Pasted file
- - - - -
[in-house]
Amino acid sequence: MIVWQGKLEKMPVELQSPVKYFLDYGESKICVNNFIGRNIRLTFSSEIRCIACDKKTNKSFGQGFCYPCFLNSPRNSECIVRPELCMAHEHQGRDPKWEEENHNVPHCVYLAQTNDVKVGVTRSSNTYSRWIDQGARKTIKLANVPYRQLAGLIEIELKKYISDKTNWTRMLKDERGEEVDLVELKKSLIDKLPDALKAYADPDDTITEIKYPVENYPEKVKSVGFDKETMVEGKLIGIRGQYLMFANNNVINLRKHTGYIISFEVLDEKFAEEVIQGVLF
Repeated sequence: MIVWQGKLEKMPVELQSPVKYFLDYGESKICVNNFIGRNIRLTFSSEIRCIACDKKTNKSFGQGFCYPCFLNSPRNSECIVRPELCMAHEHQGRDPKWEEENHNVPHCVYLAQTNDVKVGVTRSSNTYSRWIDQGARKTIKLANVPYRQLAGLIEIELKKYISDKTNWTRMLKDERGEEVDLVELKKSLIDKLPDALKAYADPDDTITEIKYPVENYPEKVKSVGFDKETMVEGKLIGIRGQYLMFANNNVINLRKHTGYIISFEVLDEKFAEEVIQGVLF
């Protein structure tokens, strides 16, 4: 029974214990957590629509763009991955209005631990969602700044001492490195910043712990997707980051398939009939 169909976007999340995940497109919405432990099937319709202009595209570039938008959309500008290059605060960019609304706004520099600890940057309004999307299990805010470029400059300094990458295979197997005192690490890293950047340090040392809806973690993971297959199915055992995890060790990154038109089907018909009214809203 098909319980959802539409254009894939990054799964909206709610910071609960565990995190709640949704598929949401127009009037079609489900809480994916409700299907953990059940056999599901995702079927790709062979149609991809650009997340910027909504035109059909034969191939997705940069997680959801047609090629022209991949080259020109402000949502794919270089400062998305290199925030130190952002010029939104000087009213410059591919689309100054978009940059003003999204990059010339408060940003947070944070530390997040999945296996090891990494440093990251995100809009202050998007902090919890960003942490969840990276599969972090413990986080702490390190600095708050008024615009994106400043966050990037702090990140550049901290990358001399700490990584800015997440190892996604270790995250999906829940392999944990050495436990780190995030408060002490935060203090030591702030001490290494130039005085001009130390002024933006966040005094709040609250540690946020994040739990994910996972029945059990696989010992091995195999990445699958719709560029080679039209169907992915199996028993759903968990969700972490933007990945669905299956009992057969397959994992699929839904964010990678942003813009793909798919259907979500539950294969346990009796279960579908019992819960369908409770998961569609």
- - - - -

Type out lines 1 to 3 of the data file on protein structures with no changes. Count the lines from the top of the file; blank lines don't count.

[in-house]
Amino acid sequence: MIVWQGKLEKMPVELQSPVKYFLDYGESKICVNNFIGRNIRLTFSSEIRCIACDKKTNKSFGQGFCYPCFLNSPRNSECIVRPELCMAHEHQGRDPKWEEENHNVPHCVYLAQTNDVKVGVTRSSNTYSRWIDQGARKTIKLANVPYRQLAGLIEIELKKYISDKTNWTRMLKDERGEEVDLVELKKSLIDKLPDALKAYADPDDTITEIKYPVENYPEKVKSVGFDKETMVEGKLIGIRGQYLMFANNNVINLRKHTGYIISFEVLDEKFAEEVIQGVLF
Repeated sequence: MIVWQGKLEKMPVELQSPVKYFLDYGESKICVNNFIGRNIRLTFSSEIRCIACDKKTNKSFGQGFCYPCFLNSPRNSECIVRPELCMAHEHQGRDPKWEEENHNVPHCVYLAQTNDVKVGVTRSSNTYSRWIDQGARKTIKLANVPYRQLAGLIEIELKKYISDKTNWTRMLKDERGEEVDLVELKKSLIDKLPDALKAYADPDDTITEIKYPVENYPEKVKSVGFDKETMVEGKLIGIRGQYLMFANNNVINLRKHTGYIISFEVLDEKFAEEVIQGVLF